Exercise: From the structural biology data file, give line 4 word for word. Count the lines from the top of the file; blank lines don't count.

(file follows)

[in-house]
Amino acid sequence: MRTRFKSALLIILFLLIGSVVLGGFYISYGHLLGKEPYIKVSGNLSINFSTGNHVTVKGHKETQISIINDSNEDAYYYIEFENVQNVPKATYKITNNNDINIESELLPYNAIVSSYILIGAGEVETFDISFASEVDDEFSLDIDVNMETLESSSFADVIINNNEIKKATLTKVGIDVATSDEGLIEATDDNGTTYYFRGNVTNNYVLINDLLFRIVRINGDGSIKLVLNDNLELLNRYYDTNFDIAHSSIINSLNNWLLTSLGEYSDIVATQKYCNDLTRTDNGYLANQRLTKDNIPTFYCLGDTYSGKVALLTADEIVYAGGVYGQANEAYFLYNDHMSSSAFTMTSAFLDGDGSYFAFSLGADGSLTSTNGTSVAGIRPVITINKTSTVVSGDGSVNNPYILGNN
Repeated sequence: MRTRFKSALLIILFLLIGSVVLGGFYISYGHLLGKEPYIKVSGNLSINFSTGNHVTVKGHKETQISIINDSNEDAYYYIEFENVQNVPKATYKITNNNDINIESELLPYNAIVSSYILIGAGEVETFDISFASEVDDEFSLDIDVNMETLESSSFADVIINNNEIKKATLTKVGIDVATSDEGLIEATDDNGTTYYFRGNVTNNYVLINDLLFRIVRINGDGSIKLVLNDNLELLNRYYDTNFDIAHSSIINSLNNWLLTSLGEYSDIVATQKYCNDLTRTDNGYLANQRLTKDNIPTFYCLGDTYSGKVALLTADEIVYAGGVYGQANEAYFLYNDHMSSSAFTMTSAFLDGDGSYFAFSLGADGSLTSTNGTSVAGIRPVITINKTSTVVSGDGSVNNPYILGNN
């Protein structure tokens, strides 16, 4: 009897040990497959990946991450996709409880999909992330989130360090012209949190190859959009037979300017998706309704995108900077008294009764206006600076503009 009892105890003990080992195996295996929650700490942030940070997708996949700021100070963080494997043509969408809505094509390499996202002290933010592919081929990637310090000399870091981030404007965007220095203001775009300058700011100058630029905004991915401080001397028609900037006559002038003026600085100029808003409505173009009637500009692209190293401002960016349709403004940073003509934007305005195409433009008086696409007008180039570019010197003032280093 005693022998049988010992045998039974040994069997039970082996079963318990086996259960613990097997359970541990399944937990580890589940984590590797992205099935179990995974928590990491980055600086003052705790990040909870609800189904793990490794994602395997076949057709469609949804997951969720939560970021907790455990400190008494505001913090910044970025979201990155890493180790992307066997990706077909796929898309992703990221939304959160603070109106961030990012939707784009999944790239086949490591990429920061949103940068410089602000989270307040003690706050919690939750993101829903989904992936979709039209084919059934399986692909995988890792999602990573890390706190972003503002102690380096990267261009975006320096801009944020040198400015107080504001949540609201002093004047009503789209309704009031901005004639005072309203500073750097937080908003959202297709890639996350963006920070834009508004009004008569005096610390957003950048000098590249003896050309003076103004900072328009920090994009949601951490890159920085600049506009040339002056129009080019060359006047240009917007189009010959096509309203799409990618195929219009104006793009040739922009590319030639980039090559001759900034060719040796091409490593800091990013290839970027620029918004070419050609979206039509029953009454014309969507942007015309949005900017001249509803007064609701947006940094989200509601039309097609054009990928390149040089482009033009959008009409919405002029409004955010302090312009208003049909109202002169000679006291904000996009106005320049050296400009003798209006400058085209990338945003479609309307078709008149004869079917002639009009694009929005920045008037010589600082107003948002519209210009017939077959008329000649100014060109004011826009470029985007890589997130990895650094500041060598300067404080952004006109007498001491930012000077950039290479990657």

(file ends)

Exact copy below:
């Protein structure tokens, strides 16, 4: 009897040990497959990946991450996709409880999909992330989130360090012209949190190859959009037979300017998706309704995108900077008294009764206006600076503009 009892105890003990080992195996295996929650700490942030940070997708996949700021100070963080494997043509969408809505094509390499996202002290933010592919081929990637310090000399870091981030404007965007220095203001775009300058700011100058630029905004991915401080001397028609900037006559002038003026600085100029808003409505173009009637500009692209190293401002960016349709403004940073003509934007305005195409433009008086696409007008180039570019010197003032280093 005693022998049988010992045998039974040994069997039970082996079963318990086996259960613990097997359970541990399944937990580890589940984590590797992205099935179990995974928590990491980055600086003052705790990040909870609800189904793990490794994602395997076949057709469609949804997951969720939560970021907790455990400190008494505001913090910044970025979201990155890493180790992307066997990706077909796929898309992703990221939304959160603070109106961030990012939707784009999944790239086949490591990429920061949103940068410089602000989270307040003690706050919690939750993101829903989904992936979709039209084919059934399986692909995988890792999602990573890390706190972003503002102690380096990267261009975006320096801009944020040198400015107080504001949540609201002093004047009503789209309704009031901005004639005072309203500073750097937080908003959202297709890639996350963006920070834009508004009004008569005096610390957003950048000098590249003896050309003076103004900072328009920090994009949601951490890159920085600049506009040339002056129009080019060359006047240009917007189009010959096509309203799409990618195929219009104006793009040739922009590319030639980039090559001759900034060719040796091409490593800091990013290839970027620029918004070419050609979206039509029953009454014309969507942007015309949005900017001249509803007064609701947006940094989200509601039309097609054009990928390149040089482009033009959008009409919405002029409004955010302090312009208003049909109202002169000679006291904000996009106005320049050296400009003798209006400058085209990338945003479609309307078709008149004869079917002639009009694009929005920045008037010589600082107003948002519209210009017939077959008329000649100014060109004011826009470029985007890589997130990895650094500041060598300067404080952004006109007498001491930012000077950039290479990657």